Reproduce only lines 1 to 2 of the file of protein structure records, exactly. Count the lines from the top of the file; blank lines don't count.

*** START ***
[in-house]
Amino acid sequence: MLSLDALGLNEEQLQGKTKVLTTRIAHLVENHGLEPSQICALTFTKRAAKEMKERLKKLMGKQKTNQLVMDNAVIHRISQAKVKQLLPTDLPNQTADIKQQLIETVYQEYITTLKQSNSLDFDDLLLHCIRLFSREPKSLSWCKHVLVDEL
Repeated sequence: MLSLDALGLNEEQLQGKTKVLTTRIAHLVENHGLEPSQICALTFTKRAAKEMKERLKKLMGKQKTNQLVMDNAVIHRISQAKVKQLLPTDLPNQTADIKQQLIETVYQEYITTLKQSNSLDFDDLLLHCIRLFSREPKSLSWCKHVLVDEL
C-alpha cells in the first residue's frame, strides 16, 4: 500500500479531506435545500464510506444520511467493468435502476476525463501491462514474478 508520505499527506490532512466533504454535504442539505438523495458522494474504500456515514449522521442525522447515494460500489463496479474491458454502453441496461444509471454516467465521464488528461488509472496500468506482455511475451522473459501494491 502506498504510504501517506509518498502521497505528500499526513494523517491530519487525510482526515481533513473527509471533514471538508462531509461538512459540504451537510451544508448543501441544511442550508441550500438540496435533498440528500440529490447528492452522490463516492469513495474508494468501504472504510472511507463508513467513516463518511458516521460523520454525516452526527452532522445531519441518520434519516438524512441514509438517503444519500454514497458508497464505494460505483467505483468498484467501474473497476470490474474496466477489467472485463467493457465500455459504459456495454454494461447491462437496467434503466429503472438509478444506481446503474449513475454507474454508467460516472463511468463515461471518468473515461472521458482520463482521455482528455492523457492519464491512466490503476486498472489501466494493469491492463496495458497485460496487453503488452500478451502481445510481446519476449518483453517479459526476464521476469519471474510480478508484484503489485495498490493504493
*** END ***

[in-house]
Amino acid sequence: MLSLDALGLNEEQLQGKTKVLTTRIAHLVENHGLEPSQICALTFTKRAAKEMKERLKKLMGKQKTNQLVMDNAVIHRISQAKVKQLLPTDLPNQTADIKQQLIETVYQEYITTLKQSNSLDFDDLLLHCIRLFSREPKSLSWCKHVLVDEL